# Haskell - how to create a function that returns the fifth element from a list

How to create a function in Haskell that returns the fifth element from a list.

Something like this:

``````fifth [] = []!!4
``````

Should return this:

``````*Main> fifth [1,2,3,20,30,40]
30
``````
-

Simply use:

``````fifth :: [a] -> a
fifth l = l !! 4
``````

Using `fifth []` like you suggest is wrong since that will pattern match the list against the empty list — you simply want to bind a variable name to the full list so that you can use the `!!` function afterwards.

You can even define the function as:

``````fifth :: [a] -> a
fifth = (!!4)
``````

Here we use partial application: you normally think of `!!` as a function taking two arguments: a list and an integer. We can provide it with one of the arguments and get a new function (`fifth`) that only takes a list. When we provide `(!!4)` with a list, it returns the fifth element:

``````Prelude> let fifth = (!!4)
Prelude> fifth [1,2,3,20,30,40]
30
``````

The function is of course a partial function since it will fail for small lists:

``````Prelude> (!!4) [1,2,3,20]
*** Exception: Prelude.(!!): index too large
``````

That's to be expected. If you want, you can make it safe by letting it return `Maybe a` instead of `a`::

``````fifth :: [a] -> Maybe a
fifth (a:b:c:d:e:rest) = Just e
fifth _ = Nothing
``````

Here the first pattern will match lists of length 5 or more, and the second pattern matches anything not matched by the first. You use it like this:

``````*Main> fifth [1,2,3,20,30,40]
Just 30
*Main> fifth [1,2,3,20]
Nothing
``````

You have now forced yourself to always pattern match the result of `fifth` against either `Just a` or `Nothing`. This means that when you code calls `fifth someList`, then it must take into account that `someList` might be too short. That way you can ensure at compile time that there wont be any runtime errors from this function.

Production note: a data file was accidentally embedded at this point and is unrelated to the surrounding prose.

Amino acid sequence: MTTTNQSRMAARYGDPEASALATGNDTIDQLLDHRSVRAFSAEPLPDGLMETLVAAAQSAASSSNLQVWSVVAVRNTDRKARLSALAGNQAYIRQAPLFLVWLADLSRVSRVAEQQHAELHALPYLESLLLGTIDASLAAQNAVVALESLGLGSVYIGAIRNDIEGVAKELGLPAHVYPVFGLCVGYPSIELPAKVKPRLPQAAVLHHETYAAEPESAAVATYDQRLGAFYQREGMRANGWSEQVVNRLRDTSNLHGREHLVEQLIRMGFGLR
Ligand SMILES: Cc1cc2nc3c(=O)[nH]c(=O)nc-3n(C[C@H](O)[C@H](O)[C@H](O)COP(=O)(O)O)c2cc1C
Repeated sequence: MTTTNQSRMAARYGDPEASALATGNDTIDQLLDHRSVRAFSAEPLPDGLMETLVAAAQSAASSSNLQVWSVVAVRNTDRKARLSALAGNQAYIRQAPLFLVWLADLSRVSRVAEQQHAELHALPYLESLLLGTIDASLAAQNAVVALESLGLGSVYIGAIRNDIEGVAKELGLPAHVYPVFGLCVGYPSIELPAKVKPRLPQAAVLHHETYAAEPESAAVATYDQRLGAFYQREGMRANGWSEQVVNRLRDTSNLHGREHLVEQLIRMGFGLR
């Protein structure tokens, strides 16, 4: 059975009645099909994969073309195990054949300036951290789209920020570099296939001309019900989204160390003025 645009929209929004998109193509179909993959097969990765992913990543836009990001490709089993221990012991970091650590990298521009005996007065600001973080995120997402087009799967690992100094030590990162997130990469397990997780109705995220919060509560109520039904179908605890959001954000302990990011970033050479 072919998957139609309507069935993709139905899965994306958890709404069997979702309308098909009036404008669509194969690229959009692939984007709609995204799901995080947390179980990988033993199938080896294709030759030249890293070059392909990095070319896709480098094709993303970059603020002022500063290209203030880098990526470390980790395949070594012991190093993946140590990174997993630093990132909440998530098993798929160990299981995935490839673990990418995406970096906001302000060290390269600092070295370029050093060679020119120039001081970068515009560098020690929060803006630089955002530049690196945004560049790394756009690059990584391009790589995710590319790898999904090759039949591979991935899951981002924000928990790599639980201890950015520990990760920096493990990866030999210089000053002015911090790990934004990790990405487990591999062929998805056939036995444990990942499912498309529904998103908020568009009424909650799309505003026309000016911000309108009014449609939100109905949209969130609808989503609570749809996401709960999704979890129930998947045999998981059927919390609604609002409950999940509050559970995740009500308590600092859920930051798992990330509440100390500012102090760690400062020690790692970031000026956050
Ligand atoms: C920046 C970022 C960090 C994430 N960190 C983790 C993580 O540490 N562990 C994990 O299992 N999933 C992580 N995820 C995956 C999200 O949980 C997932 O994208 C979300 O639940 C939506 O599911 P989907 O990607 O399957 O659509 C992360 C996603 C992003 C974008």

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Thanks! it worked. –  integral007 Jan 14 '12 at 8:52
+1 @Martn `You have now forced yourself ...` unless he discovers how to write unJust, that is ..... –  Ingo Jan 14 '12 at 10:52
@Ingo: shhh, let's keep that between you and me :-) –  Martin Geisler Jan 14 '12 at 12:28

Another unsafe variant would be

``````fifth = head . drop 4
``````

But hey, sometimes one just knows this damn list will have more than 4 elements. The type system is just not powerful enough to express it (using standard lists, that is).

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Safe version: `fifth = listToMaybe . drop 4` –  hammar Jan 14 '12 at 11:42

I would define a safe-indexing operator `!!!` and then define `fifth` in terms of `!!!`.

``````(!!!)                  :: [a] -> Int -> Maybe a
xs       !!! n | n < 0 =  Nothing
[]       !!! _         =  Nothing
(x : _)  !!! 0         =  Just x
(_ : xs) !!! n         =  xs !!! (n - 1)

fifth :: [a] -> Maybe a
fifth =  (!!! 4)
``````
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That's a nice generalization of my answer, I like! –  Martin Geisler Jan 14 '12 at 9:54